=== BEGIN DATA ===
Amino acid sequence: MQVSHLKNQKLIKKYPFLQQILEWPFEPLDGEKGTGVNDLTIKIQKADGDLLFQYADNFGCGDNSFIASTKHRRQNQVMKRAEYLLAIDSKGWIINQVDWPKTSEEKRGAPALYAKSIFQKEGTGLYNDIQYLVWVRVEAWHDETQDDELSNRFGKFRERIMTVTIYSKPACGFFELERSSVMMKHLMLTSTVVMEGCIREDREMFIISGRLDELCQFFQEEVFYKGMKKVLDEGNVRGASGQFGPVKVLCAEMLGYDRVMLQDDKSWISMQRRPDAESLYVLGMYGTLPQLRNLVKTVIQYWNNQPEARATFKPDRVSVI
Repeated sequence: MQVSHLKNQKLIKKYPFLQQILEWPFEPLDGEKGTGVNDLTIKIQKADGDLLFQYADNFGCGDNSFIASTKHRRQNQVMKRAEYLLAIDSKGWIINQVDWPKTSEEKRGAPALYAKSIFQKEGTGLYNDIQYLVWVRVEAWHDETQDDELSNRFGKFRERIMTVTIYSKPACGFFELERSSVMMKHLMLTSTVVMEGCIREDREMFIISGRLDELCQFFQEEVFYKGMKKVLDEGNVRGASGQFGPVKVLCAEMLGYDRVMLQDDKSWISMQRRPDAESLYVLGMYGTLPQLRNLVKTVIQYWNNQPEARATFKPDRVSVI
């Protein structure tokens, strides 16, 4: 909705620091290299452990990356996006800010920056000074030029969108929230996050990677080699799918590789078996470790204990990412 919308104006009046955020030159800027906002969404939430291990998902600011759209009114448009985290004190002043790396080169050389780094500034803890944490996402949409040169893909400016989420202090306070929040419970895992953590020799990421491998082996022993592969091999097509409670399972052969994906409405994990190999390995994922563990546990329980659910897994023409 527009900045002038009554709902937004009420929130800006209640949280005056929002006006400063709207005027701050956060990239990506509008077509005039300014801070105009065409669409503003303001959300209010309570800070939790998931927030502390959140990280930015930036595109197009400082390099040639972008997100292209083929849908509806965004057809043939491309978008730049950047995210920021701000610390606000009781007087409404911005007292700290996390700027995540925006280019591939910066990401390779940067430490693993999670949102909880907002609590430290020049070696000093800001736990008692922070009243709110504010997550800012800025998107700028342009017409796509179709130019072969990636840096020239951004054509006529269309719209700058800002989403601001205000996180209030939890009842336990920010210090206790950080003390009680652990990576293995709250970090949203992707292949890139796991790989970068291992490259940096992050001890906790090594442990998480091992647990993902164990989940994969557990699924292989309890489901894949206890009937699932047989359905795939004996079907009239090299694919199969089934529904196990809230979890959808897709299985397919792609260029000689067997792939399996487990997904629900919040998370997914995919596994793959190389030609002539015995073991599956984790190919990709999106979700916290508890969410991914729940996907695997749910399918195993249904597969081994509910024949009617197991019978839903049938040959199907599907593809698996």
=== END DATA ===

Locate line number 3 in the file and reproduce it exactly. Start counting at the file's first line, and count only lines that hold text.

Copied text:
């Protein structure tokens, strides 16, 4: 909705620091290299452990990356996006800010920056000074030029969108929230996050990677080699799918590789078996470790204990990412 919308104006009046955020030159800027906002969404939430291990998902600011759209009114448009985290004190002043790396080169050389780094500034803890944490996402949409040169893909400016989420202090306070929040419970895992953590020799990421491998082996022993592969091999097509409670399972052969994906409405994990190999390995994922563990546990329980659910897994023409 527009900045002038009554709902937004009420929130800006209640949280005056929002006006400063709207005027701050956060990239990506509008077509005039300014801070105009065409669409503003303001959300209010309570800070939790998931927030502390959140990280930015930036595109197009400082390099040639972008997100292209083929849908509806965004057809043939491309978008730049950047995210920021701000610390606000009781007087409404911005007292700290996390700027995540925006280019591939910066990401390779940067430490693993999670949102909880907002609590430290020049070696000093800001736990008692922070009243709110504010997550800012800025998107700028342009017409796509179709130019072969990636840096020239951004054509006529269309719209700058800002989403601001205000996180209030939890009842336990920010210090206790950080003390009680652990990576293995709250970090949203992707292949890139796991790989970068291992490259940096992050001890906790090594442990998480091992647990993902164990989940994969557990699924292989309890489901894949206890009937699932047989359905795939004996079907009239090299694919199969089934529904196990809230979890959808897709299985397919792609260029000689067997792939399996487990997904629900919040998370997914995919596994793959190389030609002539015995073991599956984790190919990709999106979700916290508890969410991914729940996907695997749910399918195993249904597969081994509910024949009617197991019978839903049938040959199907599907593809698996």